2013 was Windows Phone 8's first full year on the market after having been released in October of 2012. The update was a massive one, and also quite dangerous, because it was essentially a second reboot for the platform in just two years. Microsoft retired Windows Mobile with Windows Phone 7 in October of 2010, and just two years later, the company left behind all of the Windows Phone 7 devices with the Windows Phone 8 release, because older hardware was unable to upgrade. However, it seems as thought it was the right call, because as mentioned, Windows Phone has been the fastest growing platform in the world in 2013.
Unfortunately, growing fast doesn't necessarily translate to big numbers. It's one of the weird things that sort of works in reverse to the phenomenon that we talked about in earlier entries of this series, which was that daily changes don't often seem that big, but they can add up to something impressive. With Windows Phone, each quarter we have seen big relative growth numbers from Microsoft's platform, which made it seem like the platform was making impressive strides in the market.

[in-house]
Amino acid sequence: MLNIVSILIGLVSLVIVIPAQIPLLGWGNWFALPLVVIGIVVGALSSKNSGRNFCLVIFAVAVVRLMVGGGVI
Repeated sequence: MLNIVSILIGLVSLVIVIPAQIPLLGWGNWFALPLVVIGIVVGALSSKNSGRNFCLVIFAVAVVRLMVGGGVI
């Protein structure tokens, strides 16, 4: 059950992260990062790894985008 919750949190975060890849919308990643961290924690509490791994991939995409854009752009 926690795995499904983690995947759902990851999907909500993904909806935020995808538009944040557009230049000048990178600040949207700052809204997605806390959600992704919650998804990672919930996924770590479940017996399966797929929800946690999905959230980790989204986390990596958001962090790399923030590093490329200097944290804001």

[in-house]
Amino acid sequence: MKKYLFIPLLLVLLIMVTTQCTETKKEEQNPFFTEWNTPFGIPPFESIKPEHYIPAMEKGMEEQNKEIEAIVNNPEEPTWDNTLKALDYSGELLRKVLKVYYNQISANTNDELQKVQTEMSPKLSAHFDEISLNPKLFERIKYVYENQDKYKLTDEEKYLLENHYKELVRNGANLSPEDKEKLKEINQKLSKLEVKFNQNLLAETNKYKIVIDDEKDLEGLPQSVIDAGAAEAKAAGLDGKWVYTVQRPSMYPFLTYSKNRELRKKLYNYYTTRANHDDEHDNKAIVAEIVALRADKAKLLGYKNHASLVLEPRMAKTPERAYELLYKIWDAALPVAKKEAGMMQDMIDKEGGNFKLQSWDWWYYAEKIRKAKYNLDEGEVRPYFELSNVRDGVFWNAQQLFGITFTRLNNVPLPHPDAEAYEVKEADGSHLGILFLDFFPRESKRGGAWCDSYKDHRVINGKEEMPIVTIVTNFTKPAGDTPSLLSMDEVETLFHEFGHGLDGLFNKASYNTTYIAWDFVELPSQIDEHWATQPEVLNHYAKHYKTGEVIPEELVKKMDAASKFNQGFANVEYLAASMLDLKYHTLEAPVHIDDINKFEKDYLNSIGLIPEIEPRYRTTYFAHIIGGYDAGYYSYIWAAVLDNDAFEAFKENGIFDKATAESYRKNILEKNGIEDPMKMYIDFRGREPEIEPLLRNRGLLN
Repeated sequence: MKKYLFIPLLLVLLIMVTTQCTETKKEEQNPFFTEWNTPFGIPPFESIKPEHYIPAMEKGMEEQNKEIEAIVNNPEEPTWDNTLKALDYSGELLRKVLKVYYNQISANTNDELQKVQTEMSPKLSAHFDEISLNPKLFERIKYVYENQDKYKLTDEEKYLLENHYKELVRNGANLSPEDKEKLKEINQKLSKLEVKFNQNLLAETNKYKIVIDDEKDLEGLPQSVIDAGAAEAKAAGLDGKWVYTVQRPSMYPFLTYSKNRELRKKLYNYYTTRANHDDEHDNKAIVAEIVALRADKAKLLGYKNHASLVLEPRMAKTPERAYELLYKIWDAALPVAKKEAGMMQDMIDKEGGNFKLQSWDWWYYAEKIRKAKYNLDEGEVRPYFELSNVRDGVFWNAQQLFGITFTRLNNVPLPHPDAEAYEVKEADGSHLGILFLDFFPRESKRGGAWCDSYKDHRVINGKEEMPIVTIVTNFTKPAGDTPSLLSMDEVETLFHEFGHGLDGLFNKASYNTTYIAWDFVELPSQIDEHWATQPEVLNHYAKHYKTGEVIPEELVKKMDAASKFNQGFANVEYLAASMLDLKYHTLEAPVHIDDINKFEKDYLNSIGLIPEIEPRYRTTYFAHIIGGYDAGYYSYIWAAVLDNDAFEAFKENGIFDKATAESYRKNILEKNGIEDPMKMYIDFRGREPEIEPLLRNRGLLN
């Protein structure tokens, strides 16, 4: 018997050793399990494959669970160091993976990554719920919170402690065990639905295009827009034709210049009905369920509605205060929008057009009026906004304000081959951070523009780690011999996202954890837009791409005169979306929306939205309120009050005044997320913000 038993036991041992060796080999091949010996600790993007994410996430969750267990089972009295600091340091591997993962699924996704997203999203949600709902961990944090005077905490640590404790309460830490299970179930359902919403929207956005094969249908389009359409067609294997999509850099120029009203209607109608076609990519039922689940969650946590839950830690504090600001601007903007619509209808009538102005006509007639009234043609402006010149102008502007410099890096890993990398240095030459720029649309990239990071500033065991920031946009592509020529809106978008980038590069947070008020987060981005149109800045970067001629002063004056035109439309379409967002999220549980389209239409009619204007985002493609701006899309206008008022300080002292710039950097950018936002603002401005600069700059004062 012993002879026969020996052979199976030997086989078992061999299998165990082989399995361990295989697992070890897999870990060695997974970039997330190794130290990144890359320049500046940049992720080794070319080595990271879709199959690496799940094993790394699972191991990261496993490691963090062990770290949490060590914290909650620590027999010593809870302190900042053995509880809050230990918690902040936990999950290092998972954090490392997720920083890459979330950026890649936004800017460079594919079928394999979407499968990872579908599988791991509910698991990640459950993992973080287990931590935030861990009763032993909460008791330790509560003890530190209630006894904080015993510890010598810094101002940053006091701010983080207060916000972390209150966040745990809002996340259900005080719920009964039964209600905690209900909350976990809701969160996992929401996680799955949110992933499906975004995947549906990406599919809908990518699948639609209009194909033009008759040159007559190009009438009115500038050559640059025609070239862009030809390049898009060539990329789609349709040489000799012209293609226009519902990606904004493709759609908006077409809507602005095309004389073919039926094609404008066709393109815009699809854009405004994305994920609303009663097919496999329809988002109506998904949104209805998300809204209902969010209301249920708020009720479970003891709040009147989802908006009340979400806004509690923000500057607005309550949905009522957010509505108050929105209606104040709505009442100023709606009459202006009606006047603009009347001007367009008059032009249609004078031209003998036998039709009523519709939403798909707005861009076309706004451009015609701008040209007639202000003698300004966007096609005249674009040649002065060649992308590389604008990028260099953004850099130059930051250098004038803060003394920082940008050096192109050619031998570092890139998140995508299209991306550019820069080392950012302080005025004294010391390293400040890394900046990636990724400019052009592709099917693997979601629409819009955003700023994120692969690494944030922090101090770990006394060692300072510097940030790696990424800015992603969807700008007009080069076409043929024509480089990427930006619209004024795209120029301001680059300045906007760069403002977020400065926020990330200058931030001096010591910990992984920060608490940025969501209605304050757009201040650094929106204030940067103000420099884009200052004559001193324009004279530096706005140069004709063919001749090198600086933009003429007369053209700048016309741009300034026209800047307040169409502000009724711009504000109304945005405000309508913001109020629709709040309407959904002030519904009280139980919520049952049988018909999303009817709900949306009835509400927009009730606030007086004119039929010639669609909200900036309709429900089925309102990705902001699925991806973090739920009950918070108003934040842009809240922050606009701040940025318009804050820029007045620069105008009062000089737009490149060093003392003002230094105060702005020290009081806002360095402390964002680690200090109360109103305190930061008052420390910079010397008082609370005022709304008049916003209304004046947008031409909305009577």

But, if you look at the same number from Canalys that we have used for the Android and iOS market share numbers, you'll notice that Windows Phone only went from 2.7% of global smartphone market share in 2012 to 3.6% in 2013. For comparison, Android's market share went from 68.6% in 2012 to 78.9% in 2013. In terms of pure shipment numbers, this equated to 481.5 million Android smartphones in 2012 and 781.2 million in 2013. Windows Phone went from about 18.8 million handsets shipped in 2012 to about 35.6 million in 2013.